Local food consumers can now access health inspection reports on the Greene County Combined Health District website.
“It gives a snapshot for an individual in regards to what they may see when they’re going into a restaurant,” said Deborah Leopold, the Greene County Combined Health District environmental health director. “
Restaurant, convenience and grocery stores and other licensed food facility inspections the department has conducted starting in January have been available on the health district’s website www.gchd.org since July 2.
Reports prior to 2013 can be reviewed in person at the health district office located at 360 Wilson Drive in Xenia.
Four and a half county health inspectors, armed with laptop computers, inspect an estimated 800 food-related businesses and organizations about twice a year, according to the health district. These electronic reports are completed on site at the food establishment and uploaded online once a week.
Leopold said that “… when we go into a facility, that’s a snapshot in time… it can be good. It can be bad, but that doesn’t say the facility is always good or bad.”
Providing online public access to the inspection reports was part of a five-year strategic plan the health district developed with the community.
In the future, the department plans to make other inspection reports, such as swimming pools and summer camps, available online, Leopold said.
The health district spent about $6,500, which includes laptop computers and software, to make the reports available online, Leopold said.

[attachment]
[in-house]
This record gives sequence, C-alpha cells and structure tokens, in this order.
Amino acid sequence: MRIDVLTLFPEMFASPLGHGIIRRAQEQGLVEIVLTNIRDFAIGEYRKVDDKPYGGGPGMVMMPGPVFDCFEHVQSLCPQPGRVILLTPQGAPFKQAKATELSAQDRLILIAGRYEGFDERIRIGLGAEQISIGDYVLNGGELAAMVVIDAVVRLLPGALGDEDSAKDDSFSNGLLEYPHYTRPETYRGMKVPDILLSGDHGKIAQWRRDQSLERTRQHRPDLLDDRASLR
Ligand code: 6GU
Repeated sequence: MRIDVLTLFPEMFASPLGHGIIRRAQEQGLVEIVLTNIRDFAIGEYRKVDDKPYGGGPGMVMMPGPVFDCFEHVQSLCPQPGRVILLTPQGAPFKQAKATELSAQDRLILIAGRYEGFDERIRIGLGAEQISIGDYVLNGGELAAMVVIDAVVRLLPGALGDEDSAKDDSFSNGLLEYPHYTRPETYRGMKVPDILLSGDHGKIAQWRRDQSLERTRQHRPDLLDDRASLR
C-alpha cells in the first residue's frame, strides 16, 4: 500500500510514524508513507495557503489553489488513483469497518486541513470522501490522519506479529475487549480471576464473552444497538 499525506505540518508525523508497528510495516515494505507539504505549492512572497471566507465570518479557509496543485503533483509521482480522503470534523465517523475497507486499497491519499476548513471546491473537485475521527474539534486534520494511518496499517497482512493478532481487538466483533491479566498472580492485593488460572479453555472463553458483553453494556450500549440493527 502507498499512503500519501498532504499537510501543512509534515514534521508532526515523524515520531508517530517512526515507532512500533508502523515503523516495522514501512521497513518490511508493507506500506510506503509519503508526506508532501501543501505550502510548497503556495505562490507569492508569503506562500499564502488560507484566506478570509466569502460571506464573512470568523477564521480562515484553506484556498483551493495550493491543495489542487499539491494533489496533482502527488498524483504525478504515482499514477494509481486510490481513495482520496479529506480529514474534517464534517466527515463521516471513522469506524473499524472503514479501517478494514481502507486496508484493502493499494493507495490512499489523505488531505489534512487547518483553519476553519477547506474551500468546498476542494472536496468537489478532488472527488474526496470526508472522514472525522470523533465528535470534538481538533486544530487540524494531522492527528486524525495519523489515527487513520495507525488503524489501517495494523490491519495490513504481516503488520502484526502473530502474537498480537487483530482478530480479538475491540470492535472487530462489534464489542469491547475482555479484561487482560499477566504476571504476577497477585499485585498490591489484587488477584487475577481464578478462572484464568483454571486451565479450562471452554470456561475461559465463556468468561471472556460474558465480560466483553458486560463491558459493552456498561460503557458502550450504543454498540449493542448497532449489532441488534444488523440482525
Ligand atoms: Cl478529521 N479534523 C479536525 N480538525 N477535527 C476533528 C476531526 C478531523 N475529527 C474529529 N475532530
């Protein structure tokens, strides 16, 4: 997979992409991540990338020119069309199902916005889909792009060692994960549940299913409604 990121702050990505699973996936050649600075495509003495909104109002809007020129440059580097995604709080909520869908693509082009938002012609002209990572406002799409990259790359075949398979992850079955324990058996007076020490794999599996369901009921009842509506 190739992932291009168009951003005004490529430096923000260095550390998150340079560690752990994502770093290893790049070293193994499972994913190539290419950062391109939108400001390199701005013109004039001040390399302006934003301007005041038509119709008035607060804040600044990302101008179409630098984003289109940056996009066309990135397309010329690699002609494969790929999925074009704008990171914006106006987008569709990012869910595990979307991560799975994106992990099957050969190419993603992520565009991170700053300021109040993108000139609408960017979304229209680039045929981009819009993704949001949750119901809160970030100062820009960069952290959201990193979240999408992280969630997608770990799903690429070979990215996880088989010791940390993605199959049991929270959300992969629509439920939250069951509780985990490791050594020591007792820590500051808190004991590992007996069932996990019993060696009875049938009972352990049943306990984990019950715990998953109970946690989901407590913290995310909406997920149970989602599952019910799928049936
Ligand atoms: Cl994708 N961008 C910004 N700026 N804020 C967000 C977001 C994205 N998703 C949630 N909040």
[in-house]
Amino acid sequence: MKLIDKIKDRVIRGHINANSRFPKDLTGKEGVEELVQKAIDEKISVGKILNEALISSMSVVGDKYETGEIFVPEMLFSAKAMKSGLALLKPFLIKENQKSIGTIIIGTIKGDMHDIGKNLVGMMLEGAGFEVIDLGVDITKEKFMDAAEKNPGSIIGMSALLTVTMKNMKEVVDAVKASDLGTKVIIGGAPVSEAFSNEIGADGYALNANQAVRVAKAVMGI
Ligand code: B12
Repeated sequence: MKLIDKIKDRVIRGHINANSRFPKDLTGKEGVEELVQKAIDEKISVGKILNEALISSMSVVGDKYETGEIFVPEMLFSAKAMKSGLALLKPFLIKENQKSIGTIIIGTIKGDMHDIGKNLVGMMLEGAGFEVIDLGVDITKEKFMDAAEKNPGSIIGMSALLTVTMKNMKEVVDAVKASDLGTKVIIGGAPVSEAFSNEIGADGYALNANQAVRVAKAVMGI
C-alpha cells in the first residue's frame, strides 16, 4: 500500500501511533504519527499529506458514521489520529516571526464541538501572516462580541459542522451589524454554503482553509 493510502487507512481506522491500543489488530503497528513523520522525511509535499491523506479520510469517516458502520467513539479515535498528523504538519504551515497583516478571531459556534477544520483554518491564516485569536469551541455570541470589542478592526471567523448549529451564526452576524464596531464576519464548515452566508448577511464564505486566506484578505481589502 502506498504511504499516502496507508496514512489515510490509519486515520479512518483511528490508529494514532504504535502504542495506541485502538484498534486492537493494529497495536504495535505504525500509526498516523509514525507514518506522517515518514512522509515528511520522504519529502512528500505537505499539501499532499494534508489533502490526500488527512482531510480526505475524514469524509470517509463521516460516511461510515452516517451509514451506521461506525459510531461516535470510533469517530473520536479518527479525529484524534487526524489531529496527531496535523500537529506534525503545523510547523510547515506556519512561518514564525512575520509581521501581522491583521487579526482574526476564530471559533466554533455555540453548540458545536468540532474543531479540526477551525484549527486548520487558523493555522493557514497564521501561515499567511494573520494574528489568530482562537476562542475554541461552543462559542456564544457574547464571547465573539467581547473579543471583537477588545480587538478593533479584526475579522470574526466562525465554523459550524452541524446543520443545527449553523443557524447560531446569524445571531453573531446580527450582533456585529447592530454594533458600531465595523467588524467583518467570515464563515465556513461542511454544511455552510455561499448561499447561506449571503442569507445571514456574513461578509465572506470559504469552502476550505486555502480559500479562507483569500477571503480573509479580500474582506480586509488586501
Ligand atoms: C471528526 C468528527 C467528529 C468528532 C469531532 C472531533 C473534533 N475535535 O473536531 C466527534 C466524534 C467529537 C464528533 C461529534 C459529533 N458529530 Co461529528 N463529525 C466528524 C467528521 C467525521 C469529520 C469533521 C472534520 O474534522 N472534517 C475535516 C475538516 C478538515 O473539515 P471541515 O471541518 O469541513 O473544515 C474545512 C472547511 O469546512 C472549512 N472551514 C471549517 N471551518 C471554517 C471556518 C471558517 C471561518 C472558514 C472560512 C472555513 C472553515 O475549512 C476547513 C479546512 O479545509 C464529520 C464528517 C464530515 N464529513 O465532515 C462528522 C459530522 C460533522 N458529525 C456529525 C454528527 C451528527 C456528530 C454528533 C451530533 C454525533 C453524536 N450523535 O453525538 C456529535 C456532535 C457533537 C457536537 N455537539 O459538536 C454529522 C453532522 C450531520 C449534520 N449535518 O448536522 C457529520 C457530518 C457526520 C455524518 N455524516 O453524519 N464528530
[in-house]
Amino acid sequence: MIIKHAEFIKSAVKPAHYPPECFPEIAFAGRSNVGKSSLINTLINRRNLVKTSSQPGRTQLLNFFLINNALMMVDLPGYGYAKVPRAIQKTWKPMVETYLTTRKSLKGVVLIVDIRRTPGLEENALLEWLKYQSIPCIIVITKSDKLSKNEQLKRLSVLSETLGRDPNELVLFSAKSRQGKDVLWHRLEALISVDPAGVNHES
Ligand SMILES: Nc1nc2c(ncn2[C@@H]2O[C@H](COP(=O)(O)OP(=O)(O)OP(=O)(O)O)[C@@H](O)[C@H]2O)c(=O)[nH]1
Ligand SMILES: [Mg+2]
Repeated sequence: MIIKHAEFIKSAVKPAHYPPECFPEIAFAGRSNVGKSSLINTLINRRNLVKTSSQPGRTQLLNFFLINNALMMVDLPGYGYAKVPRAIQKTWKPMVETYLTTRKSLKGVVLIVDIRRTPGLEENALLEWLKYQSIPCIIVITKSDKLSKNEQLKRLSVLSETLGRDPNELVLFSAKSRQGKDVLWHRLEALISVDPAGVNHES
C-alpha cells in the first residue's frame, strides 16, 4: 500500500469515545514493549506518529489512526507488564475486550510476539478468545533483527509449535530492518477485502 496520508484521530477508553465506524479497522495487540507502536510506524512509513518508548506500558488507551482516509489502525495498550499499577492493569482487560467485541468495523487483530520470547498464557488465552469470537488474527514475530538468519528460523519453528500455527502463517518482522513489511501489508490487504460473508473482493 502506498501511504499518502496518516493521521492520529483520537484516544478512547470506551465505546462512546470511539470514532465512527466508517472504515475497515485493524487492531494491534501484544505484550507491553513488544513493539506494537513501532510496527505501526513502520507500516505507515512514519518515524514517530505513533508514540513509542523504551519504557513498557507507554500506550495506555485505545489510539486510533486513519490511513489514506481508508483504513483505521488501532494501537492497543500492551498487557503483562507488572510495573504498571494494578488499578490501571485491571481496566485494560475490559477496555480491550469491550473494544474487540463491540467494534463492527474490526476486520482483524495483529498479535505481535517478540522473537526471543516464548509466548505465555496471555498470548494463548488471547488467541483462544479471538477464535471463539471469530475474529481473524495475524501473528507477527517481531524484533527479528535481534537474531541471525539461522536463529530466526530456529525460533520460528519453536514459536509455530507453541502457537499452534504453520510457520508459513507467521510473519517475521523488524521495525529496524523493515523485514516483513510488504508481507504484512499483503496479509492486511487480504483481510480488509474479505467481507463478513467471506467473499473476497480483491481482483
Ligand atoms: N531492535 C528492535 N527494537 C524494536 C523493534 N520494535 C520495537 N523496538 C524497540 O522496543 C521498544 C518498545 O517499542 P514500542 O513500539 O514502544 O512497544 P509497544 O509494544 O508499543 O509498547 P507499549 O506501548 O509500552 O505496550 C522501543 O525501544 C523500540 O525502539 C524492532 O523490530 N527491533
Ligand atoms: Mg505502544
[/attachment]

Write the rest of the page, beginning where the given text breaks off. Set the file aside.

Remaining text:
The website also allows consumers to file a complaint with the health department online.
Greene County is one of several counties across the state to make these records available to the public online. Last year the Ohio Department of Health started offering local health departments the option to purchase software licenses for a state software program that would allow them to post data about licenses and inspections online. The new system was launched in June, and 74 of the 125 local health departments are using the system, according to the state health department.
“It’s been talked about for many years,” said Jamie Higley, the Ohio Department of Health food program manager. “Finally in the last couple of years, it has received the support of our administration and it’s received the funding. Our goal is to improve efficiency not only at the state level, but also the local level.”
Greene County opted to not use the state program.
“We decided to go with our own providers so that the data we collect is our data and not state data,” Leopold said.
Public Health – Dayton & Montgomery County posts its health inspection reports online using its own system.
Warren and Miami counties have plans to move their inspections online by the end of the year using the state software system, according to the state health department.
“I can save the taxpayers of Warren County money and use state tax dollars on a system so we can be frugal,” said Duane Stansbury, the county health commissioner.